Some other Slashdot users would argue that this curation serves a purpose, namely saving people's time from having to wade through the crappiest of the crap, which is 90% according to Theodore Sturgeon, and that the profitable majority of people have been Stockholmed into not "feel[ing] hampered by that. Have you looked into what caused the North American video game recession of 1983-1984?

Comment: Re:Attack the messenger... (Score 1) 374

by jo_ham (#49145165) Attached to: Lawmakers Seek Information On Funding For Climate Change Critics

And to warp up, what makes money from the fossil fuel industry so dirty when its tied to papers that disagree with AGW but clean as white snow when its given to the AGW camp side? Because I'm sure you know that there is just as much, if not more money given by big energy to the AGW camp, from Shell, to Exxon, Koch and others.

I know - I mentioned this specifically earlier in the comments.

I have been funded by exactly that sort of money, in fact, in past research, although I am currently funded via a large general programme grant.

You're inferring that I think "oil money" is dirty. All I'm saying is that not disclosing your funding source *regardless of what your science says* is suspect.

Comment: Re:Being disconnected might be good... (Score 1) 50

by tlambert (#49144807) Attached to: Facebook's Colonies

If voting moves entirely online

Begging the question, huh?

Online voting has been performed in both Arizona, U.S., and in Estonia

Both privately owned gated communities and government housing projects are also in a position to prevent you from getting outside the gate on the day of the poll — does this mean, it is better to be homeless than to live in such a place?

This type of thing has actually occurred before, disenfranchising both Women and African Americans by preventing them, en masse, from getting to the polls. It's why it's felony voter fraud to do that, in most jurisdictions. Florida is famous for having, in a number of cases, sent busses to pick up African Americans, nominally to take them to vote, but in reality, to take them far away from their registered polling places until the polls closed.

Meanwhile the loving government can punish an entire town with make-work road repairs — would you accept that as an argument against government-maintained roads?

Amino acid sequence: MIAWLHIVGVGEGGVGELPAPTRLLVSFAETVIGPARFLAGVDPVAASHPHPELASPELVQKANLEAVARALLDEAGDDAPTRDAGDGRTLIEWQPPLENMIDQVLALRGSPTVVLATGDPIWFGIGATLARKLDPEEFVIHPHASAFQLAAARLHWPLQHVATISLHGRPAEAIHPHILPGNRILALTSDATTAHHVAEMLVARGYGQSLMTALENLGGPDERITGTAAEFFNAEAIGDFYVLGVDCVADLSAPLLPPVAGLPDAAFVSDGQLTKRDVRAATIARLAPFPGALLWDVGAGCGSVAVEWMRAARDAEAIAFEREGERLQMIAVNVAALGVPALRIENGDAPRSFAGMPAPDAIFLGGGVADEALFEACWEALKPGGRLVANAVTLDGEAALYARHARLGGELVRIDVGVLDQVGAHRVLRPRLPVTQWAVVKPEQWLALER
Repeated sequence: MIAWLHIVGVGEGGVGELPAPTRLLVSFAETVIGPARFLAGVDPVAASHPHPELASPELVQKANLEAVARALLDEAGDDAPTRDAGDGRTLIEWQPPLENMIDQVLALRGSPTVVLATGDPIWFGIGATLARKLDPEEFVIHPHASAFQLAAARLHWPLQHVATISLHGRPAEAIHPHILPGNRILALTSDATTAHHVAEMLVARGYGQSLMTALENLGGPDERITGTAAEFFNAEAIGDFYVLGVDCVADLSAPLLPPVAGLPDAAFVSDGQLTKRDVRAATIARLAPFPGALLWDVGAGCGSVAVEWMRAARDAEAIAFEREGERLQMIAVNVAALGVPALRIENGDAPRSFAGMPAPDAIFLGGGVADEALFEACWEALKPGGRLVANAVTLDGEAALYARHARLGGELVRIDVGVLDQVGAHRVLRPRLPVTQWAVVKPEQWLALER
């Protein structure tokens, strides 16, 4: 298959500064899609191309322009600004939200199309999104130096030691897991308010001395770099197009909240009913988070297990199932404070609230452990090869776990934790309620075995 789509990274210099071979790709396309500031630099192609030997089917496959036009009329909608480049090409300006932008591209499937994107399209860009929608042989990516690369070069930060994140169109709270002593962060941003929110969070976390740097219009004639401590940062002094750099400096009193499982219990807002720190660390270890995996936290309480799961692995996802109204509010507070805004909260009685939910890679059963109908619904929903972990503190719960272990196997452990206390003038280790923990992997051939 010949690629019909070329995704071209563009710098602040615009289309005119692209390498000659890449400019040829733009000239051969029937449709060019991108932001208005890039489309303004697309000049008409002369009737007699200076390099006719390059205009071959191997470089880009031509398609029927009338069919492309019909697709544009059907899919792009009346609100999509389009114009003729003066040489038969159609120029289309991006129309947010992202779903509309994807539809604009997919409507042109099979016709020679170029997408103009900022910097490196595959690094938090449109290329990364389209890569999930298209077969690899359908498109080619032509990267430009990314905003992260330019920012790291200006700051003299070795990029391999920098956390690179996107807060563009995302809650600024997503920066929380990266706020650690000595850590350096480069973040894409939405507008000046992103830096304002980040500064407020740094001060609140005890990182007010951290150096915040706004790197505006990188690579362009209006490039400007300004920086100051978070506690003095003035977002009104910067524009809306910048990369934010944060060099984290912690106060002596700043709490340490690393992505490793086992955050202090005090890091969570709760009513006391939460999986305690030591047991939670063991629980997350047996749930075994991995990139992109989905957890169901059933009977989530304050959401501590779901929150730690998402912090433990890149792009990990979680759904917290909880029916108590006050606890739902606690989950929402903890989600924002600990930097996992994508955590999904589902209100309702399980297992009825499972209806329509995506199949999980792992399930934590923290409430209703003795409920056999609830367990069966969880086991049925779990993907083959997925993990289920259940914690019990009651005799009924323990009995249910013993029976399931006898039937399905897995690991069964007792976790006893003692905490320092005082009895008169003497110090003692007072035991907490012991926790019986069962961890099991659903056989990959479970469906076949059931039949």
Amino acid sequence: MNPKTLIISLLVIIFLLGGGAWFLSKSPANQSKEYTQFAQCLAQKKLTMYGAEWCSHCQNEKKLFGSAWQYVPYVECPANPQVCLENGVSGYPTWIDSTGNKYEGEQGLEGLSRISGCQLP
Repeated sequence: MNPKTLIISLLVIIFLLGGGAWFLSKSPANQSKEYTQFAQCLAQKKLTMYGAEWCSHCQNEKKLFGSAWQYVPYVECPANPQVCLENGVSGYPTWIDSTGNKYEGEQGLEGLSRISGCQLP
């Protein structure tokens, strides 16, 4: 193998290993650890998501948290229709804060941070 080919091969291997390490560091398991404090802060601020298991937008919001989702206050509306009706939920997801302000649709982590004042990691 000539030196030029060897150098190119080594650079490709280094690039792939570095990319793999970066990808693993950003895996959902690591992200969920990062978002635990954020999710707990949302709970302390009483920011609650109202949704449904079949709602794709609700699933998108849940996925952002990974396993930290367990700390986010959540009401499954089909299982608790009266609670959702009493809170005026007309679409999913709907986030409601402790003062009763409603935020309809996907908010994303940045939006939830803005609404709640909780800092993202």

No, but I might accept it as an argument against some governments and government officials...

Comment: "Unknown sources" != root (Score 1) 135

by tepples (#49144345) Attached to: Who's Afraid of Android Fragmentation?

There aren't too many enthusiasts out there rooting their phones to be able to use f-droid, and the other stores are useless.

F-Droid does not require root. It requires "Unknown sources", a checkbox that appears in the "Security" or "Apps" settings of virtually all Android-powered phones and tablets except about the first year of AT&T phones. And in what way is Amazon Appstore useless?

Comment: Are most countries still $0-only 5 years later? (Score 1) 135

by tepples (#49144261) Attached to: Who's Afraid of Android Fragmentation?

On Android, most Android users don't pay for apps. Either because they can't (Google Wallet isn't universal), or other reasons. And if Google Wallet doesn't support the country, Google only shows free apps.

True, visibility of priced apps outside the United States was a significant problem in the Android 1.x and possibly early 2.x days. But I thought Google had expanded the set of countries in which priced apps are available over the past half decade.

Comment: Support costs (Score 1) 135

by tepples (#49144253) Attached to: Who's Afraid of Android Fragmentation?

But, just because they're not the most profitable set of users, doesn't mean you can afford to ignore them.

You also have to take into account support costs. The cost of diversity of Android-powered devices (or "fragmentation" as detractors call it) is increased cost of supporting all configurations. Fewer configurations can mean lower costs, which in some cases may outweigh the increased revenue from Android.

Besides, writing app A for iOS and app B for iOS can reach more of these profitable "whales" than writing app A for both iOS and Android.

No amount of genius can overcome a preoccupation with detail.